Wolseley UK invited designer Wayne Hemingway to speak at the opening of their Sustainable Building Center, a national showcase for sustainable building products and construction methods.
The 6,800sq ft building is an interactive centre for anyone in the construction industry interested in sustainable products and brings together information about 7,000 sustainable products, all available through Wolseley's 1,800 branch network. The building itself features 170 different types of product from photovoltaics to natural insulation, rainwater harvesting, engineered timber and sustainable drainage.
Nigel Sibley, Wolseley UK managing director, said the £3.2m project was "a calculated risk, but looking at how things have developed over the years, it was one that has paid off.
"We believe what counts as sustainable in the industry today will become commonplace in the next few years and this is a step towards that," he said. "These aren't some sort of one off, Grand Designs-type dreams, these are real, mainstream products that are readily available in our branches."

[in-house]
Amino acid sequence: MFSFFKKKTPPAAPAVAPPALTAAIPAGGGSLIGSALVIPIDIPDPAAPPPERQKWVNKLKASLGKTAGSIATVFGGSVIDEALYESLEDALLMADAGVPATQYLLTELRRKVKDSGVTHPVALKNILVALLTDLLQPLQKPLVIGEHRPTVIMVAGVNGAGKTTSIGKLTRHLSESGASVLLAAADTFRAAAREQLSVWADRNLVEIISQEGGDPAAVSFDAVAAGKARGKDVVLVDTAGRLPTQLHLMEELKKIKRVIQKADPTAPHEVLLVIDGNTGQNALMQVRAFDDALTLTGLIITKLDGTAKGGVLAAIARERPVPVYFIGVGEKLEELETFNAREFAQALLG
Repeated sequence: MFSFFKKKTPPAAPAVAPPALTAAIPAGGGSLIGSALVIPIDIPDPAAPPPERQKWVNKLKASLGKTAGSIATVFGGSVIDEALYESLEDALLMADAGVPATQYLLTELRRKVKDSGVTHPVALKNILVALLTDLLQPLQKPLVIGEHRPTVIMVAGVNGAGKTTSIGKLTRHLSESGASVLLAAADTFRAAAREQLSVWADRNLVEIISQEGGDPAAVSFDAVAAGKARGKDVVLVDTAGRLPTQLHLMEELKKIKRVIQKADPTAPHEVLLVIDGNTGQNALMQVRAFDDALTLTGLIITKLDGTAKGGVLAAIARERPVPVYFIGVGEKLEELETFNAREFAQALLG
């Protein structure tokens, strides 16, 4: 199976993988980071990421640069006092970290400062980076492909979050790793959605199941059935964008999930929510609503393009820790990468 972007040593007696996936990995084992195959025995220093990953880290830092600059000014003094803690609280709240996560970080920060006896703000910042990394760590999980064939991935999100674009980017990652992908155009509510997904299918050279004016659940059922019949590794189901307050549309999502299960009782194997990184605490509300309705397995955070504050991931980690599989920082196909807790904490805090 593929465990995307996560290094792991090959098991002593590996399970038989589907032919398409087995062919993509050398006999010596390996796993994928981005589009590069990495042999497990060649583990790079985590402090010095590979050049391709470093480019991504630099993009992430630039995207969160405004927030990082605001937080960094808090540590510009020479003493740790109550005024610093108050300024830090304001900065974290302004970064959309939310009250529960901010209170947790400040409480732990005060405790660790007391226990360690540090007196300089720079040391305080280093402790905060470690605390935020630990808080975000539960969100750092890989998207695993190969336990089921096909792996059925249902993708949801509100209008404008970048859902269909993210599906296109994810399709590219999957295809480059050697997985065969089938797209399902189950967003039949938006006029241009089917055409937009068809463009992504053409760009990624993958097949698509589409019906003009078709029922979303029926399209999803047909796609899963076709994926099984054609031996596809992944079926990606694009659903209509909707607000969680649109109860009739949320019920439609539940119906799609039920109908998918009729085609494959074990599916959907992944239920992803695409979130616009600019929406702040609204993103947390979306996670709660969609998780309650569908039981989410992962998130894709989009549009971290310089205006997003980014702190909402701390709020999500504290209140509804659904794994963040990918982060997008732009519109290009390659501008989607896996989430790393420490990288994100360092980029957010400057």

Wayne Hemingway said that the building is a great way to get people thinking about sustainability, because it shows how design and sustainability can go together. "There's no point just banging on about the environmental benefits and what good it would do for the planet, you need to show people that these products can look good. This is a major step towards sustainability becoming the norm," he said.
"What we have tried to do with this building is deliver practical and pragmatic sustainable solutions that are available today," said Tim Pollard, Wolseley's head of sustainability. "It is a holistic approach, from below the ground to above the roof level and everything in-between."
The SBC, he emphasized, is about products that are fit for purpose and ready to be used. "I believe this is a sea change in the way we're doing things. It has always been my objective to put myself out of a job - to get people thinking about these products as general building materials, not as specialist items."